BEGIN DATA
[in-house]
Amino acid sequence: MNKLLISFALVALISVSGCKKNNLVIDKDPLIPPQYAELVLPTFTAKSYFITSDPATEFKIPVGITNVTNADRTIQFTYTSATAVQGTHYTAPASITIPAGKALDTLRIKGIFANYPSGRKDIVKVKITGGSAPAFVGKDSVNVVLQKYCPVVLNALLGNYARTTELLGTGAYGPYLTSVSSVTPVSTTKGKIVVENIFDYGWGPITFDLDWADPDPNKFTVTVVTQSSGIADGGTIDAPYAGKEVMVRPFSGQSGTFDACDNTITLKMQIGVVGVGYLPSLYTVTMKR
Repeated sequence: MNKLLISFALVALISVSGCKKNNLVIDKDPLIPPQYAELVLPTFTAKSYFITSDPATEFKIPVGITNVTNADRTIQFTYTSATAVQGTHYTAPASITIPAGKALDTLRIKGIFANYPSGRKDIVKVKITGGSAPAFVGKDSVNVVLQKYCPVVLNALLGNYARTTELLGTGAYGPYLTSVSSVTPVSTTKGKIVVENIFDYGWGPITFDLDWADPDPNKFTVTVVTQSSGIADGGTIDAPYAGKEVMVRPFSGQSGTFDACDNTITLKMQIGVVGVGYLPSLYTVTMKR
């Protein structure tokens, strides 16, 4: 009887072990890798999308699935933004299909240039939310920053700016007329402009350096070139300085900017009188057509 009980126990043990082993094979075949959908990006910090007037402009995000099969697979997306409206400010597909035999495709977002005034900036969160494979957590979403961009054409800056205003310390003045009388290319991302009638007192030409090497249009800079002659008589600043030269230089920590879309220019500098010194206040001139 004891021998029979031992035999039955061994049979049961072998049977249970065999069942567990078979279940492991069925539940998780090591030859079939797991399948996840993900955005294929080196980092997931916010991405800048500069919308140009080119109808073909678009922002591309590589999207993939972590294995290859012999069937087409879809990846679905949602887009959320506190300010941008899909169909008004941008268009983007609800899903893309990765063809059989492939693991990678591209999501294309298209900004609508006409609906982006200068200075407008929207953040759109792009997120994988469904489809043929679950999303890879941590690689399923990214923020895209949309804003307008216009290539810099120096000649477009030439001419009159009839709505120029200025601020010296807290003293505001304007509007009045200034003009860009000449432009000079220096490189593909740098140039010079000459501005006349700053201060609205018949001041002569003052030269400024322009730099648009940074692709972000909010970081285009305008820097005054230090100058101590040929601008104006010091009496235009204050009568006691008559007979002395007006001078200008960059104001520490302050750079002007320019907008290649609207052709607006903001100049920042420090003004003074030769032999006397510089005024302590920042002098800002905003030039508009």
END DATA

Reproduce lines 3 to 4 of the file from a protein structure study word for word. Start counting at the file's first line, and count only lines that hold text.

Repeated sequence: MNKLLISFALVALISVSGCKKNNLVIDKDPLIPPQYAELVLPTFTAKSYFITSDPATEFKIPVGITNVTNADRTIQFTYTSATAVQGTHYTAPASITIPAGKALDTLRIKGIFANYPSGRKDIVKVKITGGSAPAFVGKDSVNVVLQKYCPVVLNALLGNYARTTELLGTGAYGPYLTSVSSVTPVSTTKGKIVVENIFDYGWGPITFDLDWADPDPNKFTVTVVTQSSGIADGGTIDAPYAGKEVMVRPFSGQSGTFDACDNTITLKMQIGVVGVGYLPSLYTVTMKR
């Protein structure tokens, strides 16, 4: 009887072990890798999308699935933004299909240039939310920053700016007329402009350096070139300085900017009188057509 009980126990043990082993094979075949959908990006910090007037402009995000099969697979997306409206400010597909035999495709977002005034900036969160494979957590979403961009054409800056205003310390003045009388290319991302009638007192030409090497249009800079002659008589600043030269230089920590879309220019500098010194206040001139 004891021998029979031992035999039955061994049979049961072998049977249970065999069942567990078979279940492991069925539940998780090591030859079939797991399948996840993900955005294929080196980092997931916010991405800048500069919308140009080119109808073909678009922002591309590589999207993939972590294995290859012999069937087409879809990846679905949602887009959320506190300010941008899909169909008004941008268009983007609800899903893309990765063809059989492939693991990678591209999501294309298209900004609508006409609906982006200068200075407008929207953040759109792009997120994988469904489809043929679950999303890879941590690689399923990214923020895209949309804003307008216009290539810099120096000649477009030439001419009159009839709505120029200025601020010296807290003293505001304007509007009045200034003009860009000449432009000079220096490189593909740098140039010079000459501005006349700053201060609205018949001041002569003052030269400024322009730099648009940074692709972000909010970081285009305008820097005054230090100058101590040929601008104006010091009496235009204050009568006691008559007979002395007006001078200008960059104001520490302050750079002007320019907008290649609207052709607006903001100049920042420090003004003074030769032999006397510089005024302590920042002098800002905003030039508009």